The folks at Collectors Universe have denied that this will be a problem. In their statement on the acquisition, the company insisted, “will continue to remain agnostic with regards to data sources, grading companies and pricing to provide unbiased and transparent information for all collectors.”
We have already discussed the way PSA use set registries as a tool to increase its business. Not surprisingly, Collectors Universe plans to make their set registries fully compatible with Card Ladder. In their media statement, the grading empire explained, “will be further integrated into the overall PSA customer experience in the near future, including allowing PSA Set Registry members to see the Card Ladder estimated values for their inventory and sets.”
PSA may indeed avoid very obvious attempts to marginalize the opposition through their new purchase. However, much as Facebook has leveraged the acquisitions of Instagram and Whatsapp, PSA stands to gain a lot through this purchase.
PSA has already taken a pole position in the grading world. As you may remember, the company was so inundated with submissions that it had to halt many of its services.
It has used the time since to work through the submission backlog. However, just as significantly, the grading company has upgraded its capacity and increased the number of graders they have on hand.
The revitalization of the company has been remarkable. On December 22, PSA announced that it had reached a series of benchmarks in freeing up the back catalog.
Their announcement contained the following components:
On December 29, the company announced that its Regular submissions would be completely restored. PSA had previously opened Regular submissions through virtual queuing events.
Now the company has begun to hold Economy submission events. However, they are only open to Collectors Club members for the time being.
The absence of cheaper PSA submission options has only increased the demand for its services. The grading company is dominant right now. The purchase of Card Ladder will tangibly add to PSA’s advantage.
Card Ladder is not the first company PSA has purchased to improve and expand its capabilities. It also will not be the last.
Two significant moves predate this one.
One of the first moves of the investor consortium was to purchase the Long Island NY, based Genamint company. The company has designed impressive grading software. Their program can scientifically analyze centering and corners. Just as important, Genamint claims it can spot alterations and tampering at an exceptionally high level of accuracy.
Their software also creates a virtual “fingerprint” for each card scanned. That way, PSA will be able to spot resubmissions.
PSA does not plan on replacing human graders. Indeed, they have hired a host of new ones. Instead, they intend to supplement their graders with Genamint supplied technology. Turner explained, “Acquiring and integrating Genamint will allow us to grade more trading cards faster while improving accuracy. We’re not eliminating humans from the grading process. Instead, we’re improving the process by adding technology.”
Just a few days before Orlando stepped down as CEO, PSA announced the purchase of Wata Games. The company has long been considered the premier grader of video games.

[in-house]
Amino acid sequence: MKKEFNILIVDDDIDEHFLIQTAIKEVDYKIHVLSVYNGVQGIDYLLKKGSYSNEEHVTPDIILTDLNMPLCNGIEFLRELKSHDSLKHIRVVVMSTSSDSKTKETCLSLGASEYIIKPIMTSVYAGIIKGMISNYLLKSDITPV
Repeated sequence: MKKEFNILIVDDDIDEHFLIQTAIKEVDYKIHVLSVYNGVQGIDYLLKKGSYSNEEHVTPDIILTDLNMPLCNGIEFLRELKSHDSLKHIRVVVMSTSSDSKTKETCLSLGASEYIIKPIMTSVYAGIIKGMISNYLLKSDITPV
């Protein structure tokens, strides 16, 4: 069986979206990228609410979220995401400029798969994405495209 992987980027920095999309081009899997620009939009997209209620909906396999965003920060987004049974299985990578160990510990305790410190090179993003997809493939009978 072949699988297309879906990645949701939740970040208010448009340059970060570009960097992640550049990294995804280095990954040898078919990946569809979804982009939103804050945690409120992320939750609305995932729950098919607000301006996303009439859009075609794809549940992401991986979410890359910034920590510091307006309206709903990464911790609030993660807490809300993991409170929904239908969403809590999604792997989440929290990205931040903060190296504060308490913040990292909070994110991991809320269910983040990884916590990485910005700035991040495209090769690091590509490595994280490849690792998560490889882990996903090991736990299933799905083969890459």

They became famous for grading copies of The Legend of Zelda and Super Mario 64, which went on to break sales records. If you are curious, the Zelda game went for $870,000 and the Mario for $1,560,000.
The reason for the move is apparent. Video game grading is growing, and Collectors Universe wants in on the loot. Turner said as much: “we’ve identified video games as the next area primed for similar expansion. We’re partnering with Wata because they are the experts in video game grading, and there’s simply no other way to recreate the amazing and trusted company they have built.”
I am no expert on grading video games. However, there is no doubt that Wata Games is an impressive organization. They boast a very precise and well-explained grading system.
They can also grade different formats, requiring more adaptability than card grading. For example, they grade game boxes, cartridges, manuals, and other game-related products.
Not surprisingly, Collectors Universe has taken Wata Games in a classic PSA direction. The video game grading company has recently released its first pop report.
The acquisition of high-tech companies by Collectors Universe will dramatically affect their services in the future. For example, Wata Games is working on a mobile scanning app that will allow you to get information on games from home and perhaps facilitate grading.
You can even access the Wata Games database without an internet connection. Their Matrix technology holds 500 times the amount of data found in a QR code. In addition, each game graded by Wata Games is equipped with cutting-edge chips developed by Canyon Drive Technologies in Boca Raton, Florida.
The ease of communication and storage of data will ultimately revolutionize grading. After all, with the development of digital fingerprints for collectibles facilitated by Genamint technology, there will be few barriers to grading online.
The new PSA model is a hi-tech one. Turner says, “All that stuff is an opportunity for us to create new technology — advance that registry where collection management, real-time pricing, all that stuff is not a strength of Collectors Universe or PSA, and my plan is to be laser-focused on hiring engineers, data scientists. Honestly, I know that stuff. I don’t know a lot in this world, but that stuff, I know pretty well.” With the amount of money now invested in PSA and their technology level, it is hard to see any other grading companies competing.
Do you remember when PSA announced that it was closing submissions for Regular and Economy service? Older players like Beckett and SGC seemed poised to take advantage. In addition, several new grading companies popped up. Remember Snaggletooth Grading, anyone?
Time may prove me wrong, but the other grading companies had a golden opportunity to catch up with PSA when it stopped accepting submissions. But the opportunity has been blown. Instead, PSA appears poised to become a grading monopoly.
The American economy has encouraged hi-tech monopolies in several sectors. Think Apple with cellphones, Amazon with retail sales, and Facebook with social media. Unfortunately, the hobby is also about to be utterly monopolized by Fanatics. There is no reason grading will be any different.